The University press nerd in me enjoyed hearing facts such as:
While the region represents only .7% of Italy's wine production, over 90% of its wine merit a DOC designation.
15 cooperative wineries produce almost 70% of the region's wines.
Alto Adige is the oldest wine producing region of the German linguistic area.
After Wolfgang W's intro to the region we tasted 4 of the major grapes of the region with the winemakers: Pinot Bianco, Gewurztraminer, Pinot Nero and Lagrein. My favorites of this portion were
the Lun Gewurztraminer 2007 which had both richness and minerals, and a surprising 15.1%
Manincor Pinot Noir Mason 2007 which I found jammy on the nose but with great structure in the mouth. This is a biodynamic wine and it was fascinating to hear the winemaker talk about their effort to "create healthy vineyards."
After the seminar Blake and I headed in for the Grand Tasting. As always, I make no effort to taste everything, instead relying on reccomendations and feedback from other tasters. My highlights for the day were:
Manincor Chardonnay Sophie 2006 and Merlot Castel Campan 2005 were both wonderful. The chard was buttery, but still structured. Again, these are biodynamic wines.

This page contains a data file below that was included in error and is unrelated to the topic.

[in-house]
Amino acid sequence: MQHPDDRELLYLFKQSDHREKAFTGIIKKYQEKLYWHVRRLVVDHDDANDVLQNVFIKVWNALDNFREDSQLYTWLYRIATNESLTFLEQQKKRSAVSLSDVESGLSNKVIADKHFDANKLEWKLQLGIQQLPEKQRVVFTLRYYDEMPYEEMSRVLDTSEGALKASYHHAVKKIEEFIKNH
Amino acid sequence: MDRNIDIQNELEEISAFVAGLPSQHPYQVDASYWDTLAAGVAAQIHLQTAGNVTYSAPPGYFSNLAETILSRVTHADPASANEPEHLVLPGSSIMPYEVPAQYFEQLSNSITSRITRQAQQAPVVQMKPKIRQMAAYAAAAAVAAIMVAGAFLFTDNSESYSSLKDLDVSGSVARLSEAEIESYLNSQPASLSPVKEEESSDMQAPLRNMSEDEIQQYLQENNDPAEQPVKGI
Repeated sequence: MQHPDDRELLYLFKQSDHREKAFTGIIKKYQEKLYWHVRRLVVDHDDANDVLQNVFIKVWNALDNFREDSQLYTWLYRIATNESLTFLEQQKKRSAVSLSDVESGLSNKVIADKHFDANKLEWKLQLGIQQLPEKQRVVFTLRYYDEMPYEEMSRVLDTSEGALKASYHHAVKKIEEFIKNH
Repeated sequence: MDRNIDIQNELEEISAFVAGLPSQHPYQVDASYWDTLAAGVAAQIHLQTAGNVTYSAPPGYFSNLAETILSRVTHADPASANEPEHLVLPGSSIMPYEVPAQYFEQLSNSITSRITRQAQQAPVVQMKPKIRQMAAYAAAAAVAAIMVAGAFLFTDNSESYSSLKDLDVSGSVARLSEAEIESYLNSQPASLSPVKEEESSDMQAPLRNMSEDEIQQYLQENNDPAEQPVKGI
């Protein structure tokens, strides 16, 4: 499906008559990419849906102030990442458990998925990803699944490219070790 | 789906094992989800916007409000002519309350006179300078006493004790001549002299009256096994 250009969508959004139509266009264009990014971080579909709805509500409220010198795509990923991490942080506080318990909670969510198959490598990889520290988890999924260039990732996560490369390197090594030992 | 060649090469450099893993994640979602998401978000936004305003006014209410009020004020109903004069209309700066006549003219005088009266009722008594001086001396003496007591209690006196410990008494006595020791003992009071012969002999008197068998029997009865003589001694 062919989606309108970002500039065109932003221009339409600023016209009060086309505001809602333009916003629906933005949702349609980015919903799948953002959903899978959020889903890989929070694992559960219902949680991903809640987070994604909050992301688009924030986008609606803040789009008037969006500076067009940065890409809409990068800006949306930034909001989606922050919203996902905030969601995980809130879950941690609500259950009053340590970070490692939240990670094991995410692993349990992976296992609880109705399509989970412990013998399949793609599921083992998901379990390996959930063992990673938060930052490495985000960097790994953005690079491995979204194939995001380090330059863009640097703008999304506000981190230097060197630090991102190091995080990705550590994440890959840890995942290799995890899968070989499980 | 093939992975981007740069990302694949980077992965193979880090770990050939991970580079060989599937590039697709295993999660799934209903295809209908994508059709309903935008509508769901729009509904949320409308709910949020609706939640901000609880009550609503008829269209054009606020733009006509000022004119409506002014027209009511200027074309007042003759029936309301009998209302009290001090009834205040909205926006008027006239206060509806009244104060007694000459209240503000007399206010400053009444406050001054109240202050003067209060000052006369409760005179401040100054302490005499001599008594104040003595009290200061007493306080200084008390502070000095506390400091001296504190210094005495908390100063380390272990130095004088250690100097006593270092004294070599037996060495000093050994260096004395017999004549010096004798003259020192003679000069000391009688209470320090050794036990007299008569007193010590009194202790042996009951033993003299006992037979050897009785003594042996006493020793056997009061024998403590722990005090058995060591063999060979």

Moscato Giallo Passito Sandbichler 2007 from H Lun which was truly lovely. At $75 it is a bottle I could not enjoy often, but is truly worth seeking out.
Cantina San Michele/Appiano Sauvignon Blanc 2008
Elena Walch Gewurztraminer 2008 and Beyond the Clouds 2007 I enjoyed both of these very much. The Gewurzt had a great nose and a strong finish. The Beyond the Clouds, a chardonnay blend was memorable. They are both have amazing aromatics but also great balance.
Colterenzio Sauvignon Blanc: No notes, but I marked two stars
If I missed any highlights please let me know. This is an area I'd love to visit and look forward to learning more about.
Monday, March 8, 2010
THANKS EVERYONE FOR ENTERING!
Leave a reply here with your favorite UC Press book or Gastronomica article to win two tickets to:
Gastronomica Presents: A Conversation with Harold McGee
David Brower Center's Goldman Theater, Berkeley, CA
Tuesday, April 1, 7:00pm
A discussion and Q&A with Harold McGee, best-selling author of the classic On Food and Cooking, co-organizer of the groundbreaking 1992 Erice Workshop on molecular gastronomy, and The New York Times's Curious Cook.